Book Club Mom’s What’s That Movie? Rebecca (1940)

If you like classic movies, you might like Rebecca, Alfred Hitchcock’s first American film, a romantic psychological thriller. It’s based on the 1938 novel of the same name by Daphne du Maurier and stars Lawrence Olivier, Joan Fontaine and George Sanders. The film won Academy Awards for Best Picture and Best Cinematography.

The story mostly follows the classic Gothic novel about a young, unsophisticated and insecure second wife who tries to adjust to aristocratic life. Her first task is overcome the memory of her husband’s beautiful first wife, Rebecca, who died in a boating accident.

After a whirlwind romance in Monte Carlo, the couple returns to the Manderley mansion by the sea in Cornwall, England, and the darker, secretive side of Maxim de Winter emerges. The movie portrays the dark atmosphere at Manderley just as I imagined it, especially as Maxim and his wife drive up the long path for the first time and finally emerge from the trees to see the mansion, both beautiful and intimidating.

As in the book, the second Mrs. de Winter wants to find out more about Rebecca and how she died. A small cottage on the beach offers clues. She gets most of the story out of Maxim’s agent, Frank Crawley, played by Reginald Denny, who tells her that Rebecca was the most beautiful woman he’d ever known.

Mrs. Danvers, played by Judith Anderson, is the stern and severely dressed head housekeeper, and she is around the corner of every hallway, giving Joan Fontaine’s character plenty of starts. In an eerie scene, Mrs. Danvers shows Maxim’s new wife Rebecca’s rooms, which have been kept as if Rebecca were still alive. Mrs. Danvers urges the new Mrs. de Winter to touch her things, goading her to admit she will never measure up. A second scene in Rebecca’s rooms confirms the housekeeper’s sinister obsession with Rebecca.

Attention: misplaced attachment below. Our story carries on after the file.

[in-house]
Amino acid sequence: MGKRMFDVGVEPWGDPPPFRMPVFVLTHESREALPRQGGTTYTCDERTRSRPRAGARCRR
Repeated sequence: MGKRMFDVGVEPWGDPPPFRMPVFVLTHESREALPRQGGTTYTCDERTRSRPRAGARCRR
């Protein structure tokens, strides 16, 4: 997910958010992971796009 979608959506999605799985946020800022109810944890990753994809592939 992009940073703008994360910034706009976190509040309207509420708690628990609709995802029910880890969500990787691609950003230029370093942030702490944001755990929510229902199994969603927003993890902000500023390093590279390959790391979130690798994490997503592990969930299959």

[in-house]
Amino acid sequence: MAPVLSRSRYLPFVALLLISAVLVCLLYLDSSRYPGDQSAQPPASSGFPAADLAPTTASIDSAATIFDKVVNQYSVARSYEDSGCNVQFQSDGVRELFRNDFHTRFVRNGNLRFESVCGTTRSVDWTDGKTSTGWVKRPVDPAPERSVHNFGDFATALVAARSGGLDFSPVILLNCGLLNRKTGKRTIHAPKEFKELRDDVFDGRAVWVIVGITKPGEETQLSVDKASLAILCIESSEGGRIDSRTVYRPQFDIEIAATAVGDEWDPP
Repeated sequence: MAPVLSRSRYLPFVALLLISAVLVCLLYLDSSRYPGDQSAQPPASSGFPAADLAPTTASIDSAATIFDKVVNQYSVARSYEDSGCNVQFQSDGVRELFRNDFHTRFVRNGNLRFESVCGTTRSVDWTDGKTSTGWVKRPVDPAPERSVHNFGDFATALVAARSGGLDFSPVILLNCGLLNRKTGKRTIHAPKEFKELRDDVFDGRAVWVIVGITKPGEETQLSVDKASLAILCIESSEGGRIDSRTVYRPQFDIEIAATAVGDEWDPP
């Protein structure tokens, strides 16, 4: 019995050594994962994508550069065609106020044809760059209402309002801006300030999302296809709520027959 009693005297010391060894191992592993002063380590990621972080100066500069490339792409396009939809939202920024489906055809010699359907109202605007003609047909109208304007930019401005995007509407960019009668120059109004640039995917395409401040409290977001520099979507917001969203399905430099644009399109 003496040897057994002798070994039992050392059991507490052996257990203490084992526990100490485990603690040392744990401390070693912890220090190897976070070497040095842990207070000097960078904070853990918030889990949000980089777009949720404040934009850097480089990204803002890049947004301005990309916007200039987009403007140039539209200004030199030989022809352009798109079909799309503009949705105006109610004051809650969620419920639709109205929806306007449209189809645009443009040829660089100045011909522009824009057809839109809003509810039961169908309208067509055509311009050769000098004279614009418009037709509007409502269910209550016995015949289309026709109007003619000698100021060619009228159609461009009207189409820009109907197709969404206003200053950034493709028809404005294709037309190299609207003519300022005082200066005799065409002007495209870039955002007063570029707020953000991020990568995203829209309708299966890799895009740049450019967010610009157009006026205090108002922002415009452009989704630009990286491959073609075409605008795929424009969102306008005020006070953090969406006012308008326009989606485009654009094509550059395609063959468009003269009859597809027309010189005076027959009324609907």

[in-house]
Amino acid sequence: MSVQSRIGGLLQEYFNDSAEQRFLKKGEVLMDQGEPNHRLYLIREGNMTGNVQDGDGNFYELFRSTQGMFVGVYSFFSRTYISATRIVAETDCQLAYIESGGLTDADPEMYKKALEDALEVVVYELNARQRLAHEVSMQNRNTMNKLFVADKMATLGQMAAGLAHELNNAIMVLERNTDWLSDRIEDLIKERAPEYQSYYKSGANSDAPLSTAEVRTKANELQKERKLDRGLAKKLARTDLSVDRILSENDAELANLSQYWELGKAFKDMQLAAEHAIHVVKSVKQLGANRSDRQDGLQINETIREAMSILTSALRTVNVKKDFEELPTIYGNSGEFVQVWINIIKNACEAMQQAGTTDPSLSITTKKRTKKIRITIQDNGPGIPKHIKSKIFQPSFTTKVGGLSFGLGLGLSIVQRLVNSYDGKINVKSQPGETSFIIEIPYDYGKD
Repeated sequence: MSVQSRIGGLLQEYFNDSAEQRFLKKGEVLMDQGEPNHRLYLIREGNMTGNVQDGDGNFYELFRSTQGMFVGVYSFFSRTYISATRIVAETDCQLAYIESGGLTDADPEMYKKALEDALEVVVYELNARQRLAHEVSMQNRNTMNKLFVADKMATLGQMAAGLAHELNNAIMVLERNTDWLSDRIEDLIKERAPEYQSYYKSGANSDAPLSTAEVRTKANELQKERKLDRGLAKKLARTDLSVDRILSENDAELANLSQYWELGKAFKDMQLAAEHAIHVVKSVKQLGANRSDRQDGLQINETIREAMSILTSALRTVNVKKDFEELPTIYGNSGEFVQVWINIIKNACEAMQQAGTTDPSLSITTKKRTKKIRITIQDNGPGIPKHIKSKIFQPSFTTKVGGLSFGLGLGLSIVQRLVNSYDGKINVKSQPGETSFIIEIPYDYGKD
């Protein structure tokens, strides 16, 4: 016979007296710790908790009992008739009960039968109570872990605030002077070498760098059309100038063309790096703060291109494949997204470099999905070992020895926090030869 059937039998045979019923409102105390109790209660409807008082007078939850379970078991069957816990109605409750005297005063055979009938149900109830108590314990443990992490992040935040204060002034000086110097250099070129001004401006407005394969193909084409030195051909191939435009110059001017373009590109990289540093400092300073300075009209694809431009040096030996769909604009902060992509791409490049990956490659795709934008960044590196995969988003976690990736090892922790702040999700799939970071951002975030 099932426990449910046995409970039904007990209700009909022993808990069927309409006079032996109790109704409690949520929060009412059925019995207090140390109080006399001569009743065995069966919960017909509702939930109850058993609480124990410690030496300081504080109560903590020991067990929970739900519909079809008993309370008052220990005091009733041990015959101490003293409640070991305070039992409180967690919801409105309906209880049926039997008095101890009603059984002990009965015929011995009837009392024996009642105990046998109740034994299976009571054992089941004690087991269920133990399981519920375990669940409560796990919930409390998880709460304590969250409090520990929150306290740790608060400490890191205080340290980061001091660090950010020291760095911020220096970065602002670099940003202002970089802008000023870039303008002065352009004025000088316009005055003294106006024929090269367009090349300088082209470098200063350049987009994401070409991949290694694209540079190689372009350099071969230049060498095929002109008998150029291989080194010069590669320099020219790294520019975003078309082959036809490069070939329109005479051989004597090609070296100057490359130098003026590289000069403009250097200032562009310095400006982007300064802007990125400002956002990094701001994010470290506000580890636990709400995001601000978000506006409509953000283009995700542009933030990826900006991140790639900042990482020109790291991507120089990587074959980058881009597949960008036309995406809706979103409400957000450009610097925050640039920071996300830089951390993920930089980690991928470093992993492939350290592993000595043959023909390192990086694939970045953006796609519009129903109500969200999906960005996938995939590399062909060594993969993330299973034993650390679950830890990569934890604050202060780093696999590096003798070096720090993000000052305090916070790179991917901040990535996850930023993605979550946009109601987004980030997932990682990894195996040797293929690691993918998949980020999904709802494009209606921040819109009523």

George Sanders plays the creepy Jack Favell, Rebecca’s cousin who visits Manderley while Maxim is away on business. He’s a sleeper character and a driving part of the final plot reveal.

The plot turns after the fancy ball, a much-anticipated social event open to the town at which Maxim’s new wife hopes to show herself as a sophisticated and confident woman. When Maxim sees her in her costume, however, he orders her to change, but refuses to say why. Soon after, a shipping accident diverts attention from the ball to the new Mrs. Winter’s discovery of what happened the night Rebecca died.

This is where the plot changes from the book, but I’ll leave it out to avoid spoilers. My blogging friend Jennifer Kelland Perry recently watched the movie and told me that the ending was altered to comply with the Hollywood Production Code. You can check out the Wikipedia explanation here.

The final scene is fantastic – also slightly altered from the book – but best viewed rather than described.

I enjoyed watching Rebecca because I just read the book for the second time (read my review here). And although I’ve seen a lot of Alfred Hitchcock movies, I’d never seen this one. If you’re a Hitchcock fan, you’ll know that he often appears in cameos in his movies. I missed it when I watched Rebecca, but I looked it up and found him in the background below. I didn’t think it looked like Hitchcock at first, but this is a screen shot of the exact location of his cameo. He was a younger man when he made Rebecca, so I guess that’s why.

If you’re looking for a more modern version of Rebecca, Netflix is releasing one today, October 21, 2020. Watch the trailer here.

Have you read Rebecca or watched the movie? Leave a comment and tell me what you think.

Thanks for visiting – come back soon!

50 thoughts on “Book Club Mom’s What’s That Movie? Rebecca (1940)

    1. Hi LA – I’m not sure the Netflix movie got good reviews, but I’ll probably watch it eventually. I hear the PBS miniseries is excellent so I’m going to watch that first. Thanks for stopping by!